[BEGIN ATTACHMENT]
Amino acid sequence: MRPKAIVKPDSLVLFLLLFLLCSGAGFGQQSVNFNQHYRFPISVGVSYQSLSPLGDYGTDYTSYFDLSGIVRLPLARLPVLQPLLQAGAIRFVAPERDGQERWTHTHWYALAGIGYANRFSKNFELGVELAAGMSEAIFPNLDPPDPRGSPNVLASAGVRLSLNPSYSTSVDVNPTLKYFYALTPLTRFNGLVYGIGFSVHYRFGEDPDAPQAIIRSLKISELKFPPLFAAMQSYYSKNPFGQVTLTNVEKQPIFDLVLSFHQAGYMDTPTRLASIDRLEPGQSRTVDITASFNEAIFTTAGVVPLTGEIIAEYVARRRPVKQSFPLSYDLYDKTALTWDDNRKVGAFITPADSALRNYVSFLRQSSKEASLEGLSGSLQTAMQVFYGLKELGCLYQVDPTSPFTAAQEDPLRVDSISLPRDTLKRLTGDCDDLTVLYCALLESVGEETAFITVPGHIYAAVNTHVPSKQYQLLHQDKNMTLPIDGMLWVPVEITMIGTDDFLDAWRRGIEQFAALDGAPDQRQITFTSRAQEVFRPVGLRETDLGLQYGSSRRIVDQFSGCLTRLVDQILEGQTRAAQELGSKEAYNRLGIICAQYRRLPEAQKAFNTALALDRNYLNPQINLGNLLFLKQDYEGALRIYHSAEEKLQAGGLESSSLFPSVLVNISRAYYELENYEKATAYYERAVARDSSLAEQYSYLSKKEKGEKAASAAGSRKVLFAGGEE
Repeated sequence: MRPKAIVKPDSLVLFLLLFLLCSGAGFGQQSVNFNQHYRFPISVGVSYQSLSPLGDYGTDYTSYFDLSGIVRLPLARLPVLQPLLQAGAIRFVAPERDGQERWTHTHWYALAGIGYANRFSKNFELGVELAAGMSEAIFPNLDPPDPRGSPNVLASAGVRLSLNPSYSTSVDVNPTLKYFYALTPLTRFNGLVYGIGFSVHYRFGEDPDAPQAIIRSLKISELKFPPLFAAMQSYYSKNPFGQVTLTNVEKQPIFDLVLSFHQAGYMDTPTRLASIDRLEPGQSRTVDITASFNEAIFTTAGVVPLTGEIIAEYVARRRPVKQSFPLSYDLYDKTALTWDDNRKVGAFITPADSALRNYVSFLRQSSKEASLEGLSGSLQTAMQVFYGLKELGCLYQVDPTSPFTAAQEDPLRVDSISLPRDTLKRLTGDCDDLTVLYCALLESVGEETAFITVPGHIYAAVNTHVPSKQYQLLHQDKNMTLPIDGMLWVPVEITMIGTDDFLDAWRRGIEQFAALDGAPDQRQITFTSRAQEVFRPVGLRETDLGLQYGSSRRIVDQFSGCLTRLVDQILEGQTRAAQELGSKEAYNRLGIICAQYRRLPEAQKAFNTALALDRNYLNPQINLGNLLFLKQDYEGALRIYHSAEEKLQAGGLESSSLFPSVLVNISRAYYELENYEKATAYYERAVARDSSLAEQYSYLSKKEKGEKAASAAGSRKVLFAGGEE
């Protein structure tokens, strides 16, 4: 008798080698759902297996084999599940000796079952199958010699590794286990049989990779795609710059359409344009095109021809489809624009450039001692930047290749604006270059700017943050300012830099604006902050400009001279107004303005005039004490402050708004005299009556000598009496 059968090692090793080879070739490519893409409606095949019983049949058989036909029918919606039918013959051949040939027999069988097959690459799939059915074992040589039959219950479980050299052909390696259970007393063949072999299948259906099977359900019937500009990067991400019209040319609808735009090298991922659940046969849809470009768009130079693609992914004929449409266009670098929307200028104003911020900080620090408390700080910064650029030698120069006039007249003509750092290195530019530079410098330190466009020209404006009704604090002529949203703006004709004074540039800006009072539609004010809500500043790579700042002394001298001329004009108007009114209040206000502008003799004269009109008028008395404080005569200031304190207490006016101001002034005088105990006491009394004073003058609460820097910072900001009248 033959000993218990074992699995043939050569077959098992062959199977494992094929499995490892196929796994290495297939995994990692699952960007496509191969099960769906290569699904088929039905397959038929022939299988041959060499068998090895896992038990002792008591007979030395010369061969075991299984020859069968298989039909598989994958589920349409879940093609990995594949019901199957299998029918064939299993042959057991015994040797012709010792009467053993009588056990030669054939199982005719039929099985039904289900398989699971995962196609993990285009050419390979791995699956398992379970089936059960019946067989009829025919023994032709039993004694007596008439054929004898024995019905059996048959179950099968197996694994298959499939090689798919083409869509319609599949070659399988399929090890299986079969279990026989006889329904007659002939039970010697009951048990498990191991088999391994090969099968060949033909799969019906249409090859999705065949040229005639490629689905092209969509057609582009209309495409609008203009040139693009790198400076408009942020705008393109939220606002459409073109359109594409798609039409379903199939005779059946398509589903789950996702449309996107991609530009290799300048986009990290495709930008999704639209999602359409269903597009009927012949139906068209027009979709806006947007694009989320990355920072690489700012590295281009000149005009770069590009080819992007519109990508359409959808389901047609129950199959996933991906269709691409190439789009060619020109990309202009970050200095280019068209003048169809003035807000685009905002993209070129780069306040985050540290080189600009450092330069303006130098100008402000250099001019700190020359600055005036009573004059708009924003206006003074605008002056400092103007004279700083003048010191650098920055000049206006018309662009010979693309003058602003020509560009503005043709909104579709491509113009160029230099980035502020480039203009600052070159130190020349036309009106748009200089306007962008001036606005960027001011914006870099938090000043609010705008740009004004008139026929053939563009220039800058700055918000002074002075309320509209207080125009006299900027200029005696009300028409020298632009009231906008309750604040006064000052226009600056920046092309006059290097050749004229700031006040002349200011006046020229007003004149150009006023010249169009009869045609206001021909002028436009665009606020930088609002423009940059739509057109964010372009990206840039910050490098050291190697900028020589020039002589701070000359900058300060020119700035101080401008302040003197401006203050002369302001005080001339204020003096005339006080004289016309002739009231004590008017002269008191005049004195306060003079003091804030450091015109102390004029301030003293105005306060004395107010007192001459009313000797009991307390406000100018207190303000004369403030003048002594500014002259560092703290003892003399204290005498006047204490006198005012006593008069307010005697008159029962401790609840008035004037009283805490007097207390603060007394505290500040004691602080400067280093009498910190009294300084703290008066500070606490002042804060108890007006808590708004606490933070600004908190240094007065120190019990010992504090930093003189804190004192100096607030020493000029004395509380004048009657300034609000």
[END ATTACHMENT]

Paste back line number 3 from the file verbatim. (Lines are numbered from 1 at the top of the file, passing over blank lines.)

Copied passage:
């Protein structure tokens, strides 16, 4: 008798080698759902297996084999599940000796079952199958010699590794286990049989990779795609710059359409344009095109021809489809624009450039001692930047290749604006270059700017943050300012830099604006902050400009001279107004303005005039004490402050708004005299009556000598009496 059968090692090793080879070739490519893409409606095949019983049949058989036909029918919606039918013959051949040939027999069988097959690459799939059915074992040589039959219950479980050299052909390696259970007393063949072999299948259906099977359900019937500009990067991400019209040319609808735009090298991922659940046969849809470009768009130079693609992914004929449409266009670098929307200028104003911020900080620090408390700080910064650029030698120069006039007249003509750092290195530019530079410098330190466009020209404006009704604090002529949203703006004709004074540039800006009072539609004010809500500043790579700042002394001298001329004009108007009114209040206000502008003799004269009109008028008395404080005569200031304190207490006016101001002034005088105990006491009394004073003058609460820097910072900001009248 033959000993218990074992699995043939050569077959098992062959199977494992094929499995490892196929796994290495297939995994990692699952960007496509191969099960769906290569699904088929039905397959038929022939299988041959060499068998090895896992038990002792008591007979030395010369061969075991299984020859069968298989039909598989994958589920349409879940093609990995594949019901199957299998029918064939299993042959057991015994040797012709010792009467053993009588056990030669054939199982005719039929099985039904289900398989699971995962196609993990285009050419390979791995699956398992379970089936059960019946067989009829025919023994032709039993004694007596008439054929004898024995019905059996048959179950099968197996694994298959499939090689798919083409869509319609599949070659399988399929090890299986079969279990026989006889329904007659002939039970010697009951048990498990191991088999391994090969099968060949033909799969019906249409090859999705065949040229005639490629689905092209969509057609582009209309495409609008203009040139693009790198400076408009942020705008393109939220606002459409073109359109594409798609039409379903199939005779059946398509589903789950996702449309996107991609530009290799300048986009990290495709930008999704639209999602359409269903597009009927012949139906068209027009979709806006947007694009989320990355920072690489700012590295281009000149005009770069590009080819992007519109990508359409959808389901047609129950199959996933991906269709691409190439789009060619020109990309202009970050200095280019068209003048169809003035807000685009905002993209070129780069306040985050540290080189600009450092330069303006130098100008402000250099001019700190020359600055005036009573004059708009924003206006003074605008002056400092103007004279700083003048010191650098920055000049206006018309662009010979693309003058602003020509560009503005043709909104579709491509113009160029230099980035502020480039203009600052070159130190020349036309009106748009200089306007962008001036606005960027001011914006870099938090000043609010705008740009004004008139026929053939563009220039800058700055918000002074002075309320509209207080125009006299900027200029005696009300028409020298632009009231906008309750604040006064000052226009600056920046092309006059290097050749004229700031006040002349200011006046020229007003004149150009006023010249169009009869045609206001021909002028436009665009606020930088609002423009940059739509057109964010372009990206840039910050490098050291190697900028020589020039002589701070000359900058300060020119700035101080401008302040003197401006203050002369302001005080001339204020003096005339006080004289016309002739009231004590008017002269008191005049004195306060003079003091804030450091015109102390004029301030003293105005306060004395107010007192001459009313000797009991307390406000100018207190303000004369403030003048002594500014002259560092703290003892003399204290005498006047204490006198005012006593008069307010005697008159029962401790609840008035004037009283805490007097207390603060007394505290500040004691602080400067280093009498910190009294300084703290008066500070606490002042804060108890007006808590708004606490933070600004908190240094007065120190019990010992504090930093003189804190004192100096607030020493000029004395509380004048009657300034609000």